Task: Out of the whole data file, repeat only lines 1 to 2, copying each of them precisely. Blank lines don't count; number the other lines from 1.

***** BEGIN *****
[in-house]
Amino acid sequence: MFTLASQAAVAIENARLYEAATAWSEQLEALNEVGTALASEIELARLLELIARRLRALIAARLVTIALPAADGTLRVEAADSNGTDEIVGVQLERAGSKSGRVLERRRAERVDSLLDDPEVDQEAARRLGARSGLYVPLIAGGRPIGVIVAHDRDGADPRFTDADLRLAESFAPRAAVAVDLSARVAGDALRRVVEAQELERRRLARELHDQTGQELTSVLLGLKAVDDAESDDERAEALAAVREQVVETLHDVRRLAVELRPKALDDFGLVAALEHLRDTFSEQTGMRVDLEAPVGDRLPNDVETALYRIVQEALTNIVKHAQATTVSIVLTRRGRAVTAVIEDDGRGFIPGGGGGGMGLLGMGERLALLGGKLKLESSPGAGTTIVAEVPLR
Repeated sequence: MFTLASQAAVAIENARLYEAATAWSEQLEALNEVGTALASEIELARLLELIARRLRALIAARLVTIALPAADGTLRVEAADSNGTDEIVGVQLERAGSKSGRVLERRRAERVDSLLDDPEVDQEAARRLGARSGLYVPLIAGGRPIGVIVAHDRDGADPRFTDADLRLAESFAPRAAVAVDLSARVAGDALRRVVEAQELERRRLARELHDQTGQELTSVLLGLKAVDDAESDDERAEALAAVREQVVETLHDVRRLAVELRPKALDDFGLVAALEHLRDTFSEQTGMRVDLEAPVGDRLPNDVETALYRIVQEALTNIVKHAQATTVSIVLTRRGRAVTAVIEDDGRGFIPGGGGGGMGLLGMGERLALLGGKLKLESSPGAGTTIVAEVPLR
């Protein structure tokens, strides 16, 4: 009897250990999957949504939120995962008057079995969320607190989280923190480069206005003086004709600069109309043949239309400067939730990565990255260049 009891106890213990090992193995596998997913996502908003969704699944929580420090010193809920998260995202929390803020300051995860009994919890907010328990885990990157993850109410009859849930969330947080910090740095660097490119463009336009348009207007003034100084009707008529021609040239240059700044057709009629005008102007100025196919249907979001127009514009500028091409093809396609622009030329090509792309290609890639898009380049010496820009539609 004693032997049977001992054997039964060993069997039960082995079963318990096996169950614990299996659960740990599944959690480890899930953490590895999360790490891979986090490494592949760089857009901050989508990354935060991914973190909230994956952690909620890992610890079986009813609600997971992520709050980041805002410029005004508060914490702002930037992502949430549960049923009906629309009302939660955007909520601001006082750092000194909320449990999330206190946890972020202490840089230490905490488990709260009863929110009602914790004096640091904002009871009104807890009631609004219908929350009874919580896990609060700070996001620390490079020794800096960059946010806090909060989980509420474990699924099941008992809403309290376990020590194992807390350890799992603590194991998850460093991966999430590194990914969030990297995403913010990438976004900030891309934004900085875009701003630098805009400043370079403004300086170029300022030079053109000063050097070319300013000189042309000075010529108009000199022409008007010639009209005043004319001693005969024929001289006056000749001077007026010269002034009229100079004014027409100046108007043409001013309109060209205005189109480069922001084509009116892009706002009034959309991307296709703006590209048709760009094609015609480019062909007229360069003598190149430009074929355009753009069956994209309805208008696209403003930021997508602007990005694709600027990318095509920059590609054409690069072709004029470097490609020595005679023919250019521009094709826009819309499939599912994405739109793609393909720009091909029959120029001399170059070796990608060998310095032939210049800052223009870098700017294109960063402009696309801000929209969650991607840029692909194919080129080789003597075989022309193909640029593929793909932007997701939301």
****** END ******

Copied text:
[in-house]
Amino acid sequence: MFTLASQAAVAIENARLYEAATAWSEQLEALNEVGTALASEIELARLLELIARRLRALIAARLVTIALPAADGTLRVEAADSNGTDEIVGVQLERAGSKSGRVLERRRAERVDSLLDDPEVDQEAARRLGARSGLYVPLIAGGRPIGVIVAHDRDGADPRFTDADLRLAESFAPRAAVAVDLSARVAGDALRRVVEAQELERRRLARELHDQTGQELTSVLLGLKAVDDAESDDERAEALAAVREQVVETLHDVRRLAVELRPKALDDFGLVAALEHLRDTFSEQTGMRVDLEAPVGDRLPNDVETALYRIVQEALTNIVKHAQATTVSIVLTRRGRAVTAVIEDDGRGFIPGGGGGGMGLLGMGERLALLGGKLKLESSPGAGTTIVAEVPLR